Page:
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Posted By Opening the Heart

Charles River, Elm Bank

" I am tremendously blissful!" was one of the often repeated statements of my spiritual teacher Osho.
"Yeah…. right," sneered my skeptical mind — even though I felt great love and respect for him. I just didn't get how it could be possible to live in a constant blissful state.
Recently I've been reading Rick Hanson's wonderful "Buddha's Brain, The Practical Neuroscience of Happiness, Love and Wisdom." It is a remarkable affirmation and celebration of the correspondences between Buddha's teachings and the discoveries of modern neuroscience. Chapter 4, "Taking in the Good" has proved to be the key to opening the door of blissfulness.
My daily walks were already positive experiences for body and spirit. The sense of aliveness engendered by robust walking addresses one of my essential needs. If I don't exercise, my systems rapidly come to resemble stagnant pools collecting all kinds of old rubbish, as opposed to clear flowing streams.
I am fortunate to live in a town with lots of open space and great walking trails. However, until reading Hanson's book, I was missing an opportunity that my daily walks offered. Hanson makes the point that, when if comes to negative experiences our brains are like Velcro, but when it comes to positive experiences, our brains are like Teflon. We have a predisposed tendency to hang on to and remember negative stuff and to quickly forget about — or not even notice — the positive. So — he writes — "Whatever positive facts you find, bring a mindful awareness to them — open up to them and let them affect you……….Savor the experience…………Make it last by staying with it for 5, 10, 20 seconds". When we are mindfully aware of positive experiences the neurons in our brain fire in a distinct pattern. The longer or more frequently we engage with the positive the more durably the neurons are wired together.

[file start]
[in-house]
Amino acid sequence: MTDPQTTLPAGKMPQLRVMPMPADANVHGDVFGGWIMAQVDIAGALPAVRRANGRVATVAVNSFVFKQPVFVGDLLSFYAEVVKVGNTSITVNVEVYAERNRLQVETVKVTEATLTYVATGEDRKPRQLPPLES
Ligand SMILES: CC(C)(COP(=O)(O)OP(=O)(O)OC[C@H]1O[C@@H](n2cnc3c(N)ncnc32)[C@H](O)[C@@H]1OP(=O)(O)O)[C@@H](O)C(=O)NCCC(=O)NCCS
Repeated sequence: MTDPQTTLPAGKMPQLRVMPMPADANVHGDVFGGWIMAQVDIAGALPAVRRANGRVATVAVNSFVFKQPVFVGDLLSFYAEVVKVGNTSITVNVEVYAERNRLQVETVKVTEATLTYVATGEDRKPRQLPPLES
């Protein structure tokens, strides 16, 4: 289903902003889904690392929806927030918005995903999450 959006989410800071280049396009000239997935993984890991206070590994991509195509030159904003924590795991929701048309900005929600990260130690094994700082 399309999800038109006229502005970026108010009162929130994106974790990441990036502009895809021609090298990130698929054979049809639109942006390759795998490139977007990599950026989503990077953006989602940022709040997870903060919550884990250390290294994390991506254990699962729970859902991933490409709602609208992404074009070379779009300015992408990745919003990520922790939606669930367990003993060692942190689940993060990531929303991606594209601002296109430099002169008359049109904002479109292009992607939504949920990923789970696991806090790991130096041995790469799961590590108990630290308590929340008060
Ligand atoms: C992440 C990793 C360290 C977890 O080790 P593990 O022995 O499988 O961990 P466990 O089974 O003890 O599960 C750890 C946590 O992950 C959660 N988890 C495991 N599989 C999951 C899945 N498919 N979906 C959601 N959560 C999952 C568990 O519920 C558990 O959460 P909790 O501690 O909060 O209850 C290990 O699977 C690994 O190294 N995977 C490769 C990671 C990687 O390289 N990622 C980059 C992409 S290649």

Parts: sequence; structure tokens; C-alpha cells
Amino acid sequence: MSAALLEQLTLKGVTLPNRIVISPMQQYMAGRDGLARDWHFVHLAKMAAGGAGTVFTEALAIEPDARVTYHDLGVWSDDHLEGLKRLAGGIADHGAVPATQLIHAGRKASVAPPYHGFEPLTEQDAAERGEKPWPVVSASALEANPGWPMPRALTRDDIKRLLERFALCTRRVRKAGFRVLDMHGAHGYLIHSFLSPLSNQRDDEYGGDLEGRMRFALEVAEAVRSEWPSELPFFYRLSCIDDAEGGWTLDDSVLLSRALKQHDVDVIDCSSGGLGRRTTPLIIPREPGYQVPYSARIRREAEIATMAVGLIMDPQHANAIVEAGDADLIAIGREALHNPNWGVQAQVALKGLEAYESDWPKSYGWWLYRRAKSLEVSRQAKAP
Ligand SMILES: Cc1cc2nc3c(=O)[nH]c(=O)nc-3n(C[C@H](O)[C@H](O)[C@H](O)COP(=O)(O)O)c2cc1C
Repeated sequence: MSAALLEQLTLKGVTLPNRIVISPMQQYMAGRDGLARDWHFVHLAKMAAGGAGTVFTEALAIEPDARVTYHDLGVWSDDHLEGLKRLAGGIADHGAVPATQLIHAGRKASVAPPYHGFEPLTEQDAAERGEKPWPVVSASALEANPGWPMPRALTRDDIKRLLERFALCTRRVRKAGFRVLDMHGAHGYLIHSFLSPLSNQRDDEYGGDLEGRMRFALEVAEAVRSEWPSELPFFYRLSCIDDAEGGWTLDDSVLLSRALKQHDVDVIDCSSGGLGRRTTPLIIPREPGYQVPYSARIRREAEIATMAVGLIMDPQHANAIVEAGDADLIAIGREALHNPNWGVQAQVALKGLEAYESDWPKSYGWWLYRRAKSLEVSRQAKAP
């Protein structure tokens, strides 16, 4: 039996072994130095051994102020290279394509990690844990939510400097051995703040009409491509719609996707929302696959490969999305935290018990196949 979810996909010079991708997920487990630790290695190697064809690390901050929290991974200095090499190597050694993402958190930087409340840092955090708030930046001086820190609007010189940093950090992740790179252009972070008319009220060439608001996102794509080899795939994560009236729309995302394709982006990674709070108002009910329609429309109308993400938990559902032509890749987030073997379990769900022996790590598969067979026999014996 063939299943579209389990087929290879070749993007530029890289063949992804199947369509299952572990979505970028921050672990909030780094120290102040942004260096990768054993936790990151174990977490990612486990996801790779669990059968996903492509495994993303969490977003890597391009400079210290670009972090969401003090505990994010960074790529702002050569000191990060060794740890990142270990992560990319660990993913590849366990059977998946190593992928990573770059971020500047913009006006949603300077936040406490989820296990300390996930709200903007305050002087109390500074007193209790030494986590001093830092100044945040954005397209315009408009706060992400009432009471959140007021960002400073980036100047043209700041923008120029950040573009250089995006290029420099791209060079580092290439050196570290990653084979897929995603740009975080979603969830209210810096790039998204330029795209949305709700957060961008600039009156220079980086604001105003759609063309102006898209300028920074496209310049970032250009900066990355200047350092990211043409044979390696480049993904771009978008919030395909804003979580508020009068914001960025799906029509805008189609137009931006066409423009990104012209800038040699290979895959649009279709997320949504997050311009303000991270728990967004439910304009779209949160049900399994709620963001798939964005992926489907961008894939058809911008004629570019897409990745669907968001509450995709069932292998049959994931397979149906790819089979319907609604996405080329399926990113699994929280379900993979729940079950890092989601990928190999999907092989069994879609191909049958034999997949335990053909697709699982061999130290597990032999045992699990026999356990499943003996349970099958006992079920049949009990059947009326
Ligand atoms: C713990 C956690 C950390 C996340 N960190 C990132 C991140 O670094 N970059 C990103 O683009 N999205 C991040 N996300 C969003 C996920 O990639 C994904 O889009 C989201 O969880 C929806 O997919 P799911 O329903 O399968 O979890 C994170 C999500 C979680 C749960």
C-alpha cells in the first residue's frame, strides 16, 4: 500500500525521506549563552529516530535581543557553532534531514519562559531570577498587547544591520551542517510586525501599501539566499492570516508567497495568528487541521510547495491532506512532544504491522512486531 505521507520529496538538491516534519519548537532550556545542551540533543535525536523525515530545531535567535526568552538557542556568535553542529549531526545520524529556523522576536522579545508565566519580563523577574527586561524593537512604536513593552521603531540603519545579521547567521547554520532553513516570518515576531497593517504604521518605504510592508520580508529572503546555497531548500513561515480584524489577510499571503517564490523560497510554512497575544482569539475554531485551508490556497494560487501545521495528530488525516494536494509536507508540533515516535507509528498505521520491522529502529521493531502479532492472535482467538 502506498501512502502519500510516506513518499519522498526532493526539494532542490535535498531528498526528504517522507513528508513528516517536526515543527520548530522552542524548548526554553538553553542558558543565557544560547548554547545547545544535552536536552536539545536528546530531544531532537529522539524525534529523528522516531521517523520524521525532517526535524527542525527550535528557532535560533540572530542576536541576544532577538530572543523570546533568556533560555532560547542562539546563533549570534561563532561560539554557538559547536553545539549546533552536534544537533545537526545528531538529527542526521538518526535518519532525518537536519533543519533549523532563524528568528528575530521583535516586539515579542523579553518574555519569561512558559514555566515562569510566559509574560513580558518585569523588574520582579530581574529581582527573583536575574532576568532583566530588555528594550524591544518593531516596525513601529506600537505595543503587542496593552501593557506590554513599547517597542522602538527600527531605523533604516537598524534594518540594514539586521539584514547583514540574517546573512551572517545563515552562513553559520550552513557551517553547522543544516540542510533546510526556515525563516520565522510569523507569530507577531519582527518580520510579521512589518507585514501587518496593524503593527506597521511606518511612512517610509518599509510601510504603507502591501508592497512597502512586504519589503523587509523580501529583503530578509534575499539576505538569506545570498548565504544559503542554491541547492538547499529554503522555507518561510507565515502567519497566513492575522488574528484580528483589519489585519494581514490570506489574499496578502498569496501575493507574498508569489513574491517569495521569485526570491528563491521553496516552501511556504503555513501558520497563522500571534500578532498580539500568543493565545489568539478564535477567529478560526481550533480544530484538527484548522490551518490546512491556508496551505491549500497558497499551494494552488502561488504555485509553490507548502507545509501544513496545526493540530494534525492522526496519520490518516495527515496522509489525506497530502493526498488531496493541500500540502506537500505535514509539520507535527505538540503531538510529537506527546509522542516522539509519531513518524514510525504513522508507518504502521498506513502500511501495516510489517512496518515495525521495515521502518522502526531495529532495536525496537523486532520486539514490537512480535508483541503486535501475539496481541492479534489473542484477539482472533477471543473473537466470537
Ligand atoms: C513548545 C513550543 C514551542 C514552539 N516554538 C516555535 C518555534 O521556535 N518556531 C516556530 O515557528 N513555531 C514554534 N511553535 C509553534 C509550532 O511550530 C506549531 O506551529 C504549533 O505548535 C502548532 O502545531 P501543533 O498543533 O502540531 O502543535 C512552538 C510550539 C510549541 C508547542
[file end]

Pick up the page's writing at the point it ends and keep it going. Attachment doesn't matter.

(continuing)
I don't know how many walks I have taken with some "shoulda, woulda, coulda" issue churning away in my brain, completely oblivious to my surroundings, but, after reading Hanson, I made a conscious decision to follow his advice.
What I can tell you is that it works! My walks take me along routes that are packed with "opportunities for positive response." Not necessarily beautiful scenery or a captivating flower — though these are certainly positive experiences — but also a well crafted building detail, the playfulness of a puppy, the gurgle of rainwater falling into a catch-basin, the starkness of winter trees silhouetted against the setting sun, the smile of a stranger on the path. I discovered that I was deluged with these opportunities, and that, if I stayed conscious of my positive response to these stimuli, I could easily access a taste of the blissful state that Osho was referring to.
Of course, I'm still working on "having it stick." Too easily I fall out of the state and into the familiar, everyday mind churning. But the more I practice, the more "wired" the state of blissfulness seems to be getting. I really encourage you to try it! Oh yes, if you're planning to purchase Rick Hanson's book, please purchase it through the link in our blog. Just scroll down the left hand side bar. The small kickback we receive from Amazon goes into our Opening the Heart Scholarship Fund.

Wishing you many blissful experiences of 'taking in the good.'


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